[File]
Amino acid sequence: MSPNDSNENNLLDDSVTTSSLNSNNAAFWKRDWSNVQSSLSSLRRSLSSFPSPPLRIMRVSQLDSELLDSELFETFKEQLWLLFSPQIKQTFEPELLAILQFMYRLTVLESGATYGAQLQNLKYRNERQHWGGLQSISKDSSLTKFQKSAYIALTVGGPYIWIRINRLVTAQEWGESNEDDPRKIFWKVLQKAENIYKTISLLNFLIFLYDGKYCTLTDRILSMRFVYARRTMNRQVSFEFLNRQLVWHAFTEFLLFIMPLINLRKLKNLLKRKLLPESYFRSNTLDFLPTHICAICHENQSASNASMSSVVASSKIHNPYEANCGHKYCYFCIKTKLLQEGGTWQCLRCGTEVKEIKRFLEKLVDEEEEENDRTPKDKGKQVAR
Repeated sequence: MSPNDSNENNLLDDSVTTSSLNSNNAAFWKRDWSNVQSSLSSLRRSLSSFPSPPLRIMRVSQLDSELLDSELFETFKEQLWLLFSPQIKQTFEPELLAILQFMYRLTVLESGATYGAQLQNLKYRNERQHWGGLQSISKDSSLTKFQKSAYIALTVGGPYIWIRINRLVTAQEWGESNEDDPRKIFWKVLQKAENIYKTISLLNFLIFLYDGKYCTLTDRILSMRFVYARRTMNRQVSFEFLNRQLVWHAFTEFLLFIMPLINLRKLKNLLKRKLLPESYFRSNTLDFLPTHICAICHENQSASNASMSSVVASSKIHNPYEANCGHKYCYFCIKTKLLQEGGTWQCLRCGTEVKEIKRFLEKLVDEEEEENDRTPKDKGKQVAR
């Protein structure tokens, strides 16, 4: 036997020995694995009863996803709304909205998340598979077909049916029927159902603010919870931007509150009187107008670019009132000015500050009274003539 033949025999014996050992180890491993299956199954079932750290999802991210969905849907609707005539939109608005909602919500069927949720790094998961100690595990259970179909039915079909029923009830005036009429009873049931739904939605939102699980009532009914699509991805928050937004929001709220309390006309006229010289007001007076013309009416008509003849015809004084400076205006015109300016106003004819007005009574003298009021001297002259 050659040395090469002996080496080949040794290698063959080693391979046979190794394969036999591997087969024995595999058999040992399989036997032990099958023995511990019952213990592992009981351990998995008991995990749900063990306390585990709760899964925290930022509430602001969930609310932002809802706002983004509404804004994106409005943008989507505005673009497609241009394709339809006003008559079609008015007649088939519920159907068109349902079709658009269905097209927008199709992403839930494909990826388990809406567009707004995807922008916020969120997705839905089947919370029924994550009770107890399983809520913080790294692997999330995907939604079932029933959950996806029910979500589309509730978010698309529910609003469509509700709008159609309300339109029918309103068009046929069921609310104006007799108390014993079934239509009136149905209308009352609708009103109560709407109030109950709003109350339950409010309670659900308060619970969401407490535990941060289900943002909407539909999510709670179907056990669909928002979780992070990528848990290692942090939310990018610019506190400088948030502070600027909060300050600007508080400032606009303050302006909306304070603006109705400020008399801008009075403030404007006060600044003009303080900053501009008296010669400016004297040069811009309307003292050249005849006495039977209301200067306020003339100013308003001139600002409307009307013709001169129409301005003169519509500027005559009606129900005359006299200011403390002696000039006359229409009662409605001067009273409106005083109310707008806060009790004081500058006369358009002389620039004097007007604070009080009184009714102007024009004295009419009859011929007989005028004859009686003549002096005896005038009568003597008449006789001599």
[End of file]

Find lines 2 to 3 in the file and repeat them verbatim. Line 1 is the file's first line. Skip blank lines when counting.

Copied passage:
Repeated sequence: MSPNDSNENNLLDDSVTTSSLNSNNAAFWKRDWSNVQSSLSSLRRSLSSFPSPPLRIMRVSQLDSELLDSELFETFKEQLWLLFSPQIKQTFEPELLAILQFMYRLTVLESGATYGAQLQNLKYRNERQHWGGLQSISKDSSLTKFQKSAYIALTVGGPYIWIRINRLVTAQEWGESNEDDPRKIFWKVLQKAENIYKTISLLNFLIFLYDGKYCTLTDRILSMRFVYARRTMNRQVSFEFLNRQLVWHAFTEFLLFIMPLINLRKLKNLLKRKLLPESYFRSNTLDFLPTHICAICHENQSASNASMSSVVASSKIHNPYEANCGHKYCYFCIKTKLLQEGGTWQCLRCGTEVKEIKRFLEKLVDEEEEENDRTPKDKGKQVAR
């Protein structure tokens, strides 16, 4: 036997020995694995009863996803709304909205998340598979077909049916029927159902603010919870931007509150009187107008670019009132000015500050009274003539 033949025999014996050992180890491993299956199954079932750290999802991210969905849907609707005539939109608005909602919500069927949720790094998961100690595990259970179909039915079909029923009830005036009429009873049931739904939605939102699980009532009914699509991805928050937004929001709220309390006309006229010289007001007076013309009416008509003849015809004084400076205006015109300016106003004819007005009574003298009021001297002259 050659040395090469002996080496080949040794290698063959080693391979046979190794394969036999591997087969024995595999058999040992399989036997032990099958023995511990019952213990592992009981351990998995008991995990749900063990306390585990709760899964925290930022509430602001969930609310932002809802706002983004509404804004994106409005943008989507505005673009497609241009394709339809006003008559079609008015007649088939519920159907068109349902079709658009269905097209927008199709992403839930494909990826388990809406567009707004995807922008916020969120997705839905089947919370029924994550009770107890399983809520913080790294692997999330995907939604079932029933959950996806029910979500589309509730978010698309529910609003469509509700709008159609309300339109029918309103068009046929069921609310104006007799108390014993079934239509009136149905209308009352609708009103109560709407109030109950709003109350339950409010309670659900308060619970969401407490535990941060289900943002909407539909999510709670179907056990669909928002979780992070990528848990290692942090939310990018610019506190400088948030502070600027909060300050600007508080400032606009303050302006909306304070603006109705400020008399801008009075403030404007006060600044003009303080900053501009008296010669400016004297040069811009309307003292050249005849006495039977209301200067306020003339100013308003001139600002409307009307013709001169129409301005003169519509500027005559009606129900005359006299200011403390002696000039006359229409009662409605001067009273409106005083109310707008806060009790004081500058006369358009002389620039004097007007604070009080009184009714102007024009004295009419009859011929007989005028004859009686003549002096005896005038009568003597008449006789001599």